4:00 pmRetooling Your Financial Reserves

Ben Aase, CliftonLarsonAllen LLP
Deirdre Hodgson, CliftonLarsonAllen LLP
Mathew Prakash, North Dakota State University Main Campus

It’s an age-old question often revisited since the last recession: How much money should my institution have in reserves? Attendees will learn about electronic tools and templates and a data-driven approach to reserves that integrates with a multi-year financial plan. Presenters explore a two-phase, six-step methodology to retooling a public institution’s arbitrary reserve policy to one based on fact. The case study reflects tactics, tools, and lessons from several experiences and highlights a financial reserves retooling led by the student affairs division.
5:30 pmWelcome Reception

Tuesday, September 23

7:30 amNetworking BreakfastAt this breakfast, we encourage you to wear something from your current college or university or your alma mater. This is a great way to get to know other attendees and show your school spirit! Tuesday is a casual day.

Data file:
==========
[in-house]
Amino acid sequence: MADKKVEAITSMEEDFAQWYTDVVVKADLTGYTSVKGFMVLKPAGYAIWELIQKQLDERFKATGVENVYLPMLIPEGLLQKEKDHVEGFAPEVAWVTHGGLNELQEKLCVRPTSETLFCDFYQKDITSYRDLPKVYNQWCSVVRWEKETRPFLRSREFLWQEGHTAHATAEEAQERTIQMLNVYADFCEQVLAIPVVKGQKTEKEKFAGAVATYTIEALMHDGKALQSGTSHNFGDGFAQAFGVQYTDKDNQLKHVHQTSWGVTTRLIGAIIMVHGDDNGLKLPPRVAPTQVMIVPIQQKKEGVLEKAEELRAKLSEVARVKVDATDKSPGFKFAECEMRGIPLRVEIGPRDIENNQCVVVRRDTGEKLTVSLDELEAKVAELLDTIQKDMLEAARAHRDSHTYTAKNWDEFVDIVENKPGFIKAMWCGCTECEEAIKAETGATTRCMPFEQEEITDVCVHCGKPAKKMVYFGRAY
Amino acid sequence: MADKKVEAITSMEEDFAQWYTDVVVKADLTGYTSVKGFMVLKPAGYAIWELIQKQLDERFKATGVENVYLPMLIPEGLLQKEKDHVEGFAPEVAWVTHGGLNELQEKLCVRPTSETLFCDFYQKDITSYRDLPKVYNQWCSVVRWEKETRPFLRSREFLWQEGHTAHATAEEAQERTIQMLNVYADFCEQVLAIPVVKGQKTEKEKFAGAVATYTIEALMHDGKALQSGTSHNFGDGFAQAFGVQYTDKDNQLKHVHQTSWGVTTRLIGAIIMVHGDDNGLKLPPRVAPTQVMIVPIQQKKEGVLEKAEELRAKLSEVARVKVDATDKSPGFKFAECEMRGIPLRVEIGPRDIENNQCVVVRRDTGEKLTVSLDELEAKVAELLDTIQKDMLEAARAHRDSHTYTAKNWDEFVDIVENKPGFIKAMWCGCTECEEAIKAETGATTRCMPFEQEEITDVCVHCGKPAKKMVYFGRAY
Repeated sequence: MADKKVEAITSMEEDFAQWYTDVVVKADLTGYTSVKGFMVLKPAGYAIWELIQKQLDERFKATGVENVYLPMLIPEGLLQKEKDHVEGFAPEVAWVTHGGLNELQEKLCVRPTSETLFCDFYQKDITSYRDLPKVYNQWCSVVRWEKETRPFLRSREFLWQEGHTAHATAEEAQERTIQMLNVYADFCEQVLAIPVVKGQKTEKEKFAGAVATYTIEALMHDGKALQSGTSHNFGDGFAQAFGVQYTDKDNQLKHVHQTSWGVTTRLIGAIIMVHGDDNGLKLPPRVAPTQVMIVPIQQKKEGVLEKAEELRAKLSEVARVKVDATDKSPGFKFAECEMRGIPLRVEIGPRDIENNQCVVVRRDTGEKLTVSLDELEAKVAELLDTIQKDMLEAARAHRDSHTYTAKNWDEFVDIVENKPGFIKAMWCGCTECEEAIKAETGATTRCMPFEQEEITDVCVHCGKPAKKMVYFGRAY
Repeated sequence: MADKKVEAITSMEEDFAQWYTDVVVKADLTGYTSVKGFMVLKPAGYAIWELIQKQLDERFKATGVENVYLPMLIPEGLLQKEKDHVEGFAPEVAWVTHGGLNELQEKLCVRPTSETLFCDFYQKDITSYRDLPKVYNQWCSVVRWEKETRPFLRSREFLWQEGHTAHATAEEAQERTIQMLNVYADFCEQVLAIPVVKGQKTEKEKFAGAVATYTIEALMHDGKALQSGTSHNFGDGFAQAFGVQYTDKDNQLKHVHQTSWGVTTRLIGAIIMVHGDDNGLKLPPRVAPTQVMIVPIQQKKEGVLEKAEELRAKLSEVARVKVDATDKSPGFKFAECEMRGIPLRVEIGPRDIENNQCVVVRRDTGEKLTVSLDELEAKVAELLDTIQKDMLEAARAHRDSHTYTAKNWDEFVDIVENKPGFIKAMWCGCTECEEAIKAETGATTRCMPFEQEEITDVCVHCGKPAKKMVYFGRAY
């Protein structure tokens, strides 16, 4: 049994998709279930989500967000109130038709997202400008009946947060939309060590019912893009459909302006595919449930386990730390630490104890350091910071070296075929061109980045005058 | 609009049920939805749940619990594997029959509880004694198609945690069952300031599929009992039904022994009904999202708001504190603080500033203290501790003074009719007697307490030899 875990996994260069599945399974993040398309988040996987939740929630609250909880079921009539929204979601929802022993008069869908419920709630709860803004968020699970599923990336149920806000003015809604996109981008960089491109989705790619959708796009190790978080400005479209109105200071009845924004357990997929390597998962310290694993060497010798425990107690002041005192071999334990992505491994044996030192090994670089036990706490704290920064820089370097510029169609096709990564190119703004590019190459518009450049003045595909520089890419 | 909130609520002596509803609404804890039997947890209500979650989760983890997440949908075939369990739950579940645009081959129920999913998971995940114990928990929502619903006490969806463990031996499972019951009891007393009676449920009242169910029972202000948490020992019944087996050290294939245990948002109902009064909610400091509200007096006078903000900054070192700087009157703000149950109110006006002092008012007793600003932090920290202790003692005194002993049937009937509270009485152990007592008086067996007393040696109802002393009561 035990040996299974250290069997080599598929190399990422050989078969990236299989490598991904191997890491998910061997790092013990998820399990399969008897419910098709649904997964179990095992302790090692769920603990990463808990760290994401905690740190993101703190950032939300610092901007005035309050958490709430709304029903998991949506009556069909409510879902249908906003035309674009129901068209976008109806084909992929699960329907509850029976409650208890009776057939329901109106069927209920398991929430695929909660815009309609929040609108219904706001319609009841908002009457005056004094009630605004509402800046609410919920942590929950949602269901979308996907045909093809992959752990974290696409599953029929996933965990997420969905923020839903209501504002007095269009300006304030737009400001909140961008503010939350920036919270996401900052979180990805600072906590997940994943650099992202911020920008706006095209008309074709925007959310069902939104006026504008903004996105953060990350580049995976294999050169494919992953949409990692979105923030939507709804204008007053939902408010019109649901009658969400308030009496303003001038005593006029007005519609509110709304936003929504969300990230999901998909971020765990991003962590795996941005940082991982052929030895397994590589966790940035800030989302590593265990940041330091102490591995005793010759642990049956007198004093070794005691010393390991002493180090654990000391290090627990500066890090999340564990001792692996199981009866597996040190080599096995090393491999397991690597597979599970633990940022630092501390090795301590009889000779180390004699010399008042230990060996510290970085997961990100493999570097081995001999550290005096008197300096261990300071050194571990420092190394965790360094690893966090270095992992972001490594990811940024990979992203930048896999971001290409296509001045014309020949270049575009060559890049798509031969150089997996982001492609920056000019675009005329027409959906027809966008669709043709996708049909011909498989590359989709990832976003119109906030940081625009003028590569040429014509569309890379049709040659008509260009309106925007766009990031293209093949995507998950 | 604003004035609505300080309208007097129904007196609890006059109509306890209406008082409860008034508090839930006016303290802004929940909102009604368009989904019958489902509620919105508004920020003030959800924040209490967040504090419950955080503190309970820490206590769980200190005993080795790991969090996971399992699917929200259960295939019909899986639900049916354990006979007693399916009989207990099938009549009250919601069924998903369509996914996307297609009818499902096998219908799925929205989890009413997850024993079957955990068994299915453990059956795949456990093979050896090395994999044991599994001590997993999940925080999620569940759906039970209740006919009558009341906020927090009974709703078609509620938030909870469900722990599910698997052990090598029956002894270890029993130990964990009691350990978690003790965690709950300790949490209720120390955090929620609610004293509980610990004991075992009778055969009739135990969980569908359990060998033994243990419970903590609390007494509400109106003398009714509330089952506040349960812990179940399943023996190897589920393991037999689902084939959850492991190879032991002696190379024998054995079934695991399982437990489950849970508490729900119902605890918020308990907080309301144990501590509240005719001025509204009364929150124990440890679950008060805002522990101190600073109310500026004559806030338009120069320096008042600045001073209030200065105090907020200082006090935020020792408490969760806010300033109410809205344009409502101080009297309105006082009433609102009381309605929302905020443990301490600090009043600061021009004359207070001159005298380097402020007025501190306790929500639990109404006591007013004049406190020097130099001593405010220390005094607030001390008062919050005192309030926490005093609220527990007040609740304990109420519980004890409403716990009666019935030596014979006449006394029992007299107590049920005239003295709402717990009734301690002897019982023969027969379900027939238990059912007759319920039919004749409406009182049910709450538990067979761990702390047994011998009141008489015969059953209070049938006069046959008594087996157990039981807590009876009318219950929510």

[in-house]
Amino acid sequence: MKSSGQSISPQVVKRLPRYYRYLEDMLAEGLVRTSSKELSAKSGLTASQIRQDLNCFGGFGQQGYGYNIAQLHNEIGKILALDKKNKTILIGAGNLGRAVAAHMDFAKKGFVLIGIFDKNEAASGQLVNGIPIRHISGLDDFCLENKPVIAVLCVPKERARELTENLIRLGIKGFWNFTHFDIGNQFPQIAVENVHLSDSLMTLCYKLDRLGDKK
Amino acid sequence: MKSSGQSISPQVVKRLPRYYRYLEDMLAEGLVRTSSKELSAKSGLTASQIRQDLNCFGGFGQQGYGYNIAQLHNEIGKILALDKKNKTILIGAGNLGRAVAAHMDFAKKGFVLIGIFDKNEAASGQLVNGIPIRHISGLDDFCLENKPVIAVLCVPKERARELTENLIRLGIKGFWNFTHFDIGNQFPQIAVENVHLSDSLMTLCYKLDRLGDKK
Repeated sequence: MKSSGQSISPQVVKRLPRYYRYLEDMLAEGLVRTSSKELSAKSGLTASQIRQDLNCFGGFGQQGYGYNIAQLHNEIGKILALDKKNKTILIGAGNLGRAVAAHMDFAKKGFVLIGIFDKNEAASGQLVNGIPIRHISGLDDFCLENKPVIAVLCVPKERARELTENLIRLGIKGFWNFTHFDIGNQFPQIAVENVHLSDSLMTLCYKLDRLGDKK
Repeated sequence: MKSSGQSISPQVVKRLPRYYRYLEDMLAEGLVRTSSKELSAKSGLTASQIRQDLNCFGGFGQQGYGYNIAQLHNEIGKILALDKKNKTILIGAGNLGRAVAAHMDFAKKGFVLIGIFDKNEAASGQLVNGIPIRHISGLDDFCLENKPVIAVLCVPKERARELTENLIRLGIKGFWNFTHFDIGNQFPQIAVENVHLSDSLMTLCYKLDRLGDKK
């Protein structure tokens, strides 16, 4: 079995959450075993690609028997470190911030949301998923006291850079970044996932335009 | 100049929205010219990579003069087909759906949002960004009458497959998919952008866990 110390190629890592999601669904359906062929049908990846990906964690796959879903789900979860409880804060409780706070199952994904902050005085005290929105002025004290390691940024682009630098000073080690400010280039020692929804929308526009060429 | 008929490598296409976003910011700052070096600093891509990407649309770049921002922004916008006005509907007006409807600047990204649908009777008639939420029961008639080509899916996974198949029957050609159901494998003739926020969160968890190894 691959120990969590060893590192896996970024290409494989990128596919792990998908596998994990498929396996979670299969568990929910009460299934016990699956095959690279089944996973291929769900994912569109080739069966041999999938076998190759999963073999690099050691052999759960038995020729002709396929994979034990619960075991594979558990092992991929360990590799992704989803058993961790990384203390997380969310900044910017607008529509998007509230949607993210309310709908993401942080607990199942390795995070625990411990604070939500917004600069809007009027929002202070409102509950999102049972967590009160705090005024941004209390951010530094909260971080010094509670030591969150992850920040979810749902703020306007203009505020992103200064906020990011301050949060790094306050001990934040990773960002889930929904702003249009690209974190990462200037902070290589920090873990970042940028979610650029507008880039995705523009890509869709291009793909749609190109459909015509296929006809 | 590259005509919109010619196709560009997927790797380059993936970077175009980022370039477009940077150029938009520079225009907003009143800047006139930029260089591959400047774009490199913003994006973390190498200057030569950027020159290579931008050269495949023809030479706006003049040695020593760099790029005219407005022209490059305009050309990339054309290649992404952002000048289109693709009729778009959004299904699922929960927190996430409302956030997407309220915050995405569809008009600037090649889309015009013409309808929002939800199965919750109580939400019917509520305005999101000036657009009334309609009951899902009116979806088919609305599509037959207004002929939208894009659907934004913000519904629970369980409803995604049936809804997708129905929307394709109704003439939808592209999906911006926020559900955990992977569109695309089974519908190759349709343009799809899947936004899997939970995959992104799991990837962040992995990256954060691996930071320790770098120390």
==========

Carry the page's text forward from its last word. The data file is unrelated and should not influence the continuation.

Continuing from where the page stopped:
8:30 amBest Practices in Budgeting and Capital Planning

Tanya Hahn, Robert W. Baird & Company Incorporated
Duane Kilty, Indiana Wesleyan University
Wallace Wetherill, BKD, LLP

Does your institution struggle with generating operating margins in today’s climate of declining state support,  lower enrollment trends, rising healthcare and technology costs, competition, and tuition discounting pressures? Because budgets often concentrate on next year—without including imperatives such as strategic objectives, capital, or debt—business officers must proactively engage colleagues and senior management in a budget process based on need identification, accountability, and end results. Learn how to create a more long-term and strategic budget aimed at producing financially sound results that promote growth.
8:30 amMaximizing Resources for Student Success

Victoria Douglas, Johnson County Community College